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Linger

Glynis Rankin

Linger

And Other Short Stories


This book is dedicated to those of us who have persevered when hardships had tried to weigh us down and continued to strive forward, until we saw our way through to the other side. Finding that we were made stronger by those experiences. To the volunteers who selfishly give of themselves daily to help others, thank you. And last, to my family and friends who listen to my perplexing ramblings of grief and sorrow and didn’t have an intervention.


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Urban Waters

 

  The rain began again. It fell heavily, easily, with no meaning or intention but the fulfilment of its own nature, which was to fall and fall.

                                                                    Helen Garner

 

 

 

Boisterous winds and rain clamored outside. Their force banged against the boarded up windows, and slicied through the quiet apartment on the second floor. The harsh conditions made the small room shake where Mrs. Sharon Clark huddled in one corner with her cat, Whiskers, and a picture frame, evoking images of a train roaring down the tracks. She stared at the rising waters flooding the tiny apartment stuck inside the vacated building frighten, trapped and unable to swim.

Sharon decided to give any first responders time to rescue her by taking to higher ground. She climbed on top of the thick dresser inside their bedroom. They'll coming, she told herself, someone will come.

 Sharon has lived on the second floor of the Eastern Heightens Apartment complex for over forty years with her husband, Franklin. He purchased the apartment in the once middle-class neighborhood, as a wedding gift for his new bride.

However with the downturn of the economy, the neighborhood had transformed itself into an urban wasteland. It now boasted the highest crime rate in the city. They've witnessed violence and drug sales from the other side of their windows daily. When they  reported the crimes, they were often told that someone would come around, but no one ever did.

For the most part the Clarks kept to themselves. However, every day on his way to and from work, Franklin would stop to talk with a group of young men hanging out at the foot of the building. She knew they were trouble and so did all her neighbors.

Sharon often wondered why he wasted his time. Those men just stood on the stoop all day doing nothing but talking crudely, while harassing every young woman that walked down the street. Although Franklin told her they were just young men acting out, she still didn't trust them as far as she could throw them.

                                                  *    

 

 A few days ago, she and Franklin had the same old argument over that gang of young men. Upset, she had stormed into the apartment with her arms full of groceries.

 “Mrs. Washington saw those boys again,” she said. “They were harassing a young girl as she crossed the street.” Sharon placed the bags on the table. “I think she called the police.”

  Frank sat at the table reading the daily paper. He bent the pages at one corner to stare at his wife over the rim of his reading glasses. “I hope she didn’t,” he said.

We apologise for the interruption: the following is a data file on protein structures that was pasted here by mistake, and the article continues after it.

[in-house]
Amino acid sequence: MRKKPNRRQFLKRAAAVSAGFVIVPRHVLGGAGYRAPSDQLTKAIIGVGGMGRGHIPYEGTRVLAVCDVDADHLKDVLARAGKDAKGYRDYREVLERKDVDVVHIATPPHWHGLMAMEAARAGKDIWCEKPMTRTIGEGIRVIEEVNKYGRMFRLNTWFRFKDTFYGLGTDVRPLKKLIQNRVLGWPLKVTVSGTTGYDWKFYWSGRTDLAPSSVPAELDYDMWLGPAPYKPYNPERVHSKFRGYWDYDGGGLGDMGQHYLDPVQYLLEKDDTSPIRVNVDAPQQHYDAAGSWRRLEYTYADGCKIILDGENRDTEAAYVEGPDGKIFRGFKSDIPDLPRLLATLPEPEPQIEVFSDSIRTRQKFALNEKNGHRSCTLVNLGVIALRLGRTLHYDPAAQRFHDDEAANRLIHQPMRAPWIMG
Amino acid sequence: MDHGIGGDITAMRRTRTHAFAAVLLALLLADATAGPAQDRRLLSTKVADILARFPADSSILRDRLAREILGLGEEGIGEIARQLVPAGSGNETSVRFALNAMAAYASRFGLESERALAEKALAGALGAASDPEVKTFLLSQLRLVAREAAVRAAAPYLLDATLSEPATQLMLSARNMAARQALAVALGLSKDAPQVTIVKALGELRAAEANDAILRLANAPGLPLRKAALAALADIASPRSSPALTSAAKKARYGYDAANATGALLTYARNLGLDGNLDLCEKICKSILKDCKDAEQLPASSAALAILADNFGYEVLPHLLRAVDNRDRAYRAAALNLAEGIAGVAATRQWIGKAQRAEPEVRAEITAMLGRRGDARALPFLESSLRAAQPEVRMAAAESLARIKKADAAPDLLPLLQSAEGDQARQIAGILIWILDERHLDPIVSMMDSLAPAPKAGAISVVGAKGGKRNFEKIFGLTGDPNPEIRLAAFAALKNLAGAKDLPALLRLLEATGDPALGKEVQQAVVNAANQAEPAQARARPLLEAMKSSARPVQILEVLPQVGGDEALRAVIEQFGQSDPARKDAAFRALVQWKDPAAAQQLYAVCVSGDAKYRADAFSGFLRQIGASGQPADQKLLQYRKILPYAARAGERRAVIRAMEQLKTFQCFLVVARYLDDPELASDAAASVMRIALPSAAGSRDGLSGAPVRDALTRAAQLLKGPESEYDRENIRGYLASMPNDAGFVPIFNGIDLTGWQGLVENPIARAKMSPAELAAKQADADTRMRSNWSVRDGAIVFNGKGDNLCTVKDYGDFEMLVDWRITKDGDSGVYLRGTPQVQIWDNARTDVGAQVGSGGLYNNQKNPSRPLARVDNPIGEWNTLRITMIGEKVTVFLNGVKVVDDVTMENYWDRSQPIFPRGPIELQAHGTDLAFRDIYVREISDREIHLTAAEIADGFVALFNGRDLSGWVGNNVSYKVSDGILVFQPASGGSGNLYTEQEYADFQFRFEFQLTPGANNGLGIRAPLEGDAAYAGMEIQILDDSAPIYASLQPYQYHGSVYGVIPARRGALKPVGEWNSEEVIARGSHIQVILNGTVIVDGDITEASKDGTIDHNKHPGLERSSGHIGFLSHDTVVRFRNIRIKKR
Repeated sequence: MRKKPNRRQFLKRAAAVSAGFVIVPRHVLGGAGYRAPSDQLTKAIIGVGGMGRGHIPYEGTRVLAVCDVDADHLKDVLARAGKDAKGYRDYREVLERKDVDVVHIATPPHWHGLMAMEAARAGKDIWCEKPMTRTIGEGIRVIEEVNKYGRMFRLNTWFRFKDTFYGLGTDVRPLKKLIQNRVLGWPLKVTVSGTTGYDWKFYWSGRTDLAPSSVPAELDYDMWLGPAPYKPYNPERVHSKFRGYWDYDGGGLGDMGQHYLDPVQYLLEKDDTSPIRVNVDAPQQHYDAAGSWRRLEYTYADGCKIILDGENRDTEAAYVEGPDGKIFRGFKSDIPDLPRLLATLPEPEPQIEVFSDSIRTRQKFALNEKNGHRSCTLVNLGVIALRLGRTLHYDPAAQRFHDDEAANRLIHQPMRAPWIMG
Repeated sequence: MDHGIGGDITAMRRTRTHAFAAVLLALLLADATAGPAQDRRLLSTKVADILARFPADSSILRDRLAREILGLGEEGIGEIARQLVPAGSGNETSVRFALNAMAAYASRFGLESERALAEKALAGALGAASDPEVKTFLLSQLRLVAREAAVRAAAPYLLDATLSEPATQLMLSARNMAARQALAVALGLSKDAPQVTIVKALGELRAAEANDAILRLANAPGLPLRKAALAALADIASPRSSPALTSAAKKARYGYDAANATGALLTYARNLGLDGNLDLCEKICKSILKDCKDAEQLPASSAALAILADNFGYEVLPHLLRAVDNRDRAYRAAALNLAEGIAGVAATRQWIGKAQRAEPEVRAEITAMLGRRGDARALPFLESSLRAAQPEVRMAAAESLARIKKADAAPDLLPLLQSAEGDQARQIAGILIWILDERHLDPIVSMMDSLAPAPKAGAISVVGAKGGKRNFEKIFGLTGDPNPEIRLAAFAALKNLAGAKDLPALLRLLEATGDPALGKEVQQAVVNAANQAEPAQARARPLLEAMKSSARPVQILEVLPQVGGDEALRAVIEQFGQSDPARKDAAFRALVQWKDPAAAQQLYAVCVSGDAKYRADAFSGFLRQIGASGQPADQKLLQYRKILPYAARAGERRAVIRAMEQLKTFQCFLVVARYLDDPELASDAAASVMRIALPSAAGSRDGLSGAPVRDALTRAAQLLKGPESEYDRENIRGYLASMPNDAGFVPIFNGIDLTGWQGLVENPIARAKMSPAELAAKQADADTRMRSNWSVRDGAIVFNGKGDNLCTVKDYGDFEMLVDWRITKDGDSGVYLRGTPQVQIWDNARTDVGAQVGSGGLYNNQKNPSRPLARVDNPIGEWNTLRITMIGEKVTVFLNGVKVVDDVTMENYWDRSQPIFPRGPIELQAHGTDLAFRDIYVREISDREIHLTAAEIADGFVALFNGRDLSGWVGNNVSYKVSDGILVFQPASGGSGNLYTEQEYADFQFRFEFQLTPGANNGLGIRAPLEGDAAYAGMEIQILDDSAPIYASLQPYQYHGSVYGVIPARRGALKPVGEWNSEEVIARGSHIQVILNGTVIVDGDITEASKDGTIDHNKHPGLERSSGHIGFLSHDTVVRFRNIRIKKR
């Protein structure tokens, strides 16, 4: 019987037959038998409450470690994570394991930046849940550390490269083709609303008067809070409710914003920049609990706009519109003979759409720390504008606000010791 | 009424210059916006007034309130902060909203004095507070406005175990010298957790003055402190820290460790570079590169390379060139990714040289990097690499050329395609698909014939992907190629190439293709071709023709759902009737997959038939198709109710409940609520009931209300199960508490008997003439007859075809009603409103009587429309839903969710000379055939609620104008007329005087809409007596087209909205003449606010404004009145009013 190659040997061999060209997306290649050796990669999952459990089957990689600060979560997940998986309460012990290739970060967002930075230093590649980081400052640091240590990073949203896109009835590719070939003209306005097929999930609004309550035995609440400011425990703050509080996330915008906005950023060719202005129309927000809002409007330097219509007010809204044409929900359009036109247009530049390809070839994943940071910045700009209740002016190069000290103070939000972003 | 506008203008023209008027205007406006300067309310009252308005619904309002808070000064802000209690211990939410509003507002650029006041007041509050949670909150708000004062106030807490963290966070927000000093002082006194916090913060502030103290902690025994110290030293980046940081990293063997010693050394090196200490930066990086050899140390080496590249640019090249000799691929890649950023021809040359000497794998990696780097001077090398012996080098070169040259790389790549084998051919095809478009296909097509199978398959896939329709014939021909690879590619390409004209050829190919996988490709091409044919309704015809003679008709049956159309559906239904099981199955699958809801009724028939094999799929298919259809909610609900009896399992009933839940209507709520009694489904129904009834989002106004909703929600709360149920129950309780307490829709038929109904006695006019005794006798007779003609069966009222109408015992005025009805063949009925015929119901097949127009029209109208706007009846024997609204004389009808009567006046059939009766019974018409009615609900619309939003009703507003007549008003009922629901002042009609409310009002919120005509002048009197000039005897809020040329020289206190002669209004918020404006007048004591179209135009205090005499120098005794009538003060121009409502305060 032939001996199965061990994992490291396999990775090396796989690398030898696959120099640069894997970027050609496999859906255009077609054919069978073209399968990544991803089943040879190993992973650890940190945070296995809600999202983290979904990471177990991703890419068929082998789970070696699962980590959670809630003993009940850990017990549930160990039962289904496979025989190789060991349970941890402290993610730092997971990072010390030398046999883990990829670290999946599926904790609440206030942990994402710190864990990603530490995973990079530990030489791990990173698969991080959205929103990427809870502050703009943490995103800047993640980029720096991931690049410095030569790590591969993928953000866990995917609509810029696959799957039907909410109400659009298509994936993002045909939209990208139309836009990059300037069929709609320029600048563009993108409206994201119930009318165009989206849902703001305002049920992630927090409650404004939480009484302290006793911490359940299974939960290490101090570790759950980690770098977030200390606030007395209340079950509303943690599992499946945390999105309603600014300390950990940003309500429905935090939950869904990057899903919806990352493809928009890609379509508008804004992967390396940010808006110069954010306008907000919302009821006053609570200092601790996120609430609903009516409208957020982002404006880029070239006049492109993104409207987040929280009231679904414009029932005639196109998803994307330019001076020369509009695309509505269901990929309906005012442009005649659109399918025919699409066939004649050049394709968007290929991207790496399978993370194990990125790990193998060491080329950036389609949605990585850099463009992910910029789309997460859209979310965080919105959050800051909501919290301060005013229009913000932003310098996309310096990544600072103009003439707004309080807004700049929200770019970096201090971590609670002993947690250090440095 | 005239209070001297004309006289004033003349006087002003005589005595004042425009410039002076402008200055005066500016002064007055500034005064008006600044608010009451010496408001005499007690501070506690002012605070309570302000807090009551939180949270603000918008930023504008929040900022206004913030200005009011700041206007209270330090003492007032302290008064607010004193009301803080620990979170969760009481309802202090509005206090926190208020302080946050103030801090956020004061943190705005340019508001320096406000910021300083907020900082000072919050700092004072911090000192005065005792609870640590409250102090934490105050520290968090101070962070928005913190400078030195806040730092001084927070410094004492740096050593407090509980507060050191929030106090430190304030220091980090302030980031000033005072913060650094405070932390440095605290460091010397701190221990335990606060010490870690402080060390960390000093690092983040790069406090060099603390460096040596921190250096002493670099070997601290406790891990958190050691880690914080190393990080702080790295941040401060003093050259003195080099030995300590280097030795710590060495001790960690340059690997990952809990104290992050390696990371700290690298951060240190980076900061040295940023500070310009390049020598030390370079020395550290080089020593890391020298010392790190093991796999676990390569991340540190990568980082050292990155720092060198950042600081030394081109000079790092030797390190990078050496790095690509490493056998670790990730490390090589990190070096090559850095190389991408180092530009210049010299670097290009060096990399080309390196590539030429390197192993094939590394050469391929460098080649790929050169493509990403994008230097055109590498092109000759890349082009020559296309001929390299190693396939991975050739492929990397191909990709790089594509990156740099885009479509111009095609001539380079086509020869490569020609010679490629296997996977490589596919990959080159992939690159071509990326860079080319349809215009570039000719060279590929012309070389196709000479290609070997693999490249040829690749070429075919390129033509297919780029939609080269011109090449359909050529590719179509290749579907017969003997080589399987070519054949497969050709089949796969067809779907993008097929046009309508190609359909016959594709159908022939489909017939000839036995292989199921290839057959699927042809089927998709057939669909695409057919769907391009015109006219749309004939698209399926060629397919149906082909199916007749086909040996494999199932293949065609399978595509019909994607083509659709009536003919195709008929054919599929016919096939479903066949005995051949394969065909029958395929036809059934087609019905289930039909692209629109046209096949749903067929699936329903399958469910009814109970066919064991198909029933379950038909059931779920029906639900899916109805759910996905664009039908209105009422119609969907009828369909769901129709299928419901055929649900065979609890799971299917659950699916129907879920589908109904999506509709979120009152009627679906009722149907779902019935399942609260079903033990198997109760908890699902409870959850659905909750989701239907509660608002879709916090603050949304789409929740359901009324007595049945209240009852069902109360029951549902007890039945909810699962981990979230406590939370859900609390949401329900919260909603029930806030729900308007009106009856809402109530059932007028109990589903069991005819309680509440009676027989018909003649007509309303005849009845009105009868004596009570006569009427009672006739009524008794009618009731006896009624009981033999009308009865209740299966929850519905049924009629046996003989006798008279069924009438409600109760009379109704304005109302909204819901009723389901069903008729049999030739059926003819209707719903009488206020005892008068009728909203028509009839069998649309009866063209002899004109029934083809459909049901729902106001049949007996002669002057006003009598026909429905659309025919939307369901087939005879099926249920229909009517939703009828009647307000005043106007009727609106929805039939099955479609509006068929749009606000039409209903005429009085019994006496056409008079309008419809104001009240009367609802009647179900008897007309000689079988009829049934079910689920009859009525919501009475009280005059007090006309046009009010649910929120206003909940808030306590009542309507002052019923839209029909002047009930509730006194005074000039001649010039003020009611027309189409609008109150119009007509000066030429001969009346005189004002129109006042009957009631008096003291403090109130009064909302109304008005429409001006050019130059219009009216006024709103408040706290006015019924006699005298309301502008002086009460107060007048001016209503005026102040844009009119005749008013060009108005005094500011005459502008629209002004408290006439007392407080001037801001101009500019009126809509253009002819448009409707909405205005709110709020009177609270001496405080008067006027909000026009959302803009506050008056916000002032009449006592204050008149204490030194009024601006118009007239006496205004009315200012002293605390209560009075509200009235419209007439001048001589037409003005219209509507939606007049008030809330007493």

“Why not?” she asked, staring at him confused.

“Because they mean no harm, they’re just dealing with the world,” he said, folding the paper “the only way given them.”

“The only way given them!” She was  stunned by her husband's naivety.

Those boys are just lowly criminals waiting to be caught by the police, she thought, removing items from the bag.

 “They don’t have an outlet, Sharon,” Frank said, standing to go to her.

 “They’re hoodlums, Frank,” she replied.

 “They have to make their own way. They’re good boys.”

“Have you heard how they talk to the girls with those filthy mouths? And what about showing off their underwear for the entire world to see?” She sucked her teeth and shook her head. “It’s disgraceful. And what about that music they’re always blaring all times of the day and night. You can’t even tell what the heck they are even singing about, or if it is singing.”

“They’re just boys, being boys,” Franklin said, placing his arms around her, smiling.

“I don’t trust them Frank,” she told him, sighing into his embrace.

“Well, I remember howling at you a time or two in our day, and you seemed to like it.”

“That’s different." She blushed, shyly.

“It's not; I recall my whistling got your attention and once I had that, well.”

He turned her around and kissed her soft lips. “It was all over.”

“Oh Frank, you devil,” she wasn't at all shy when she kissed him back.

 

                                            *           

 

Sharon didn’t think they were harmless though. Those young men scared her almost as much as the torrent now sinking her home in filthy water.

 Whiskers whimpered in her lap. “Yes I know, I’m scared too,” Sharon petted the furry animal more so to calm herself than her pet.

 She looked out the window at the empty streets where small rivers of brown sludge moved automobiles around with ease down its littered pathways of destruction.

Optimistic, Sharon hoped someone might find her here trapped inside her apartment. But, she knew statically the odds were against anyone looking inside an already evacuated building. Especially, when there were others out there in known danger that would need emergency help.

S

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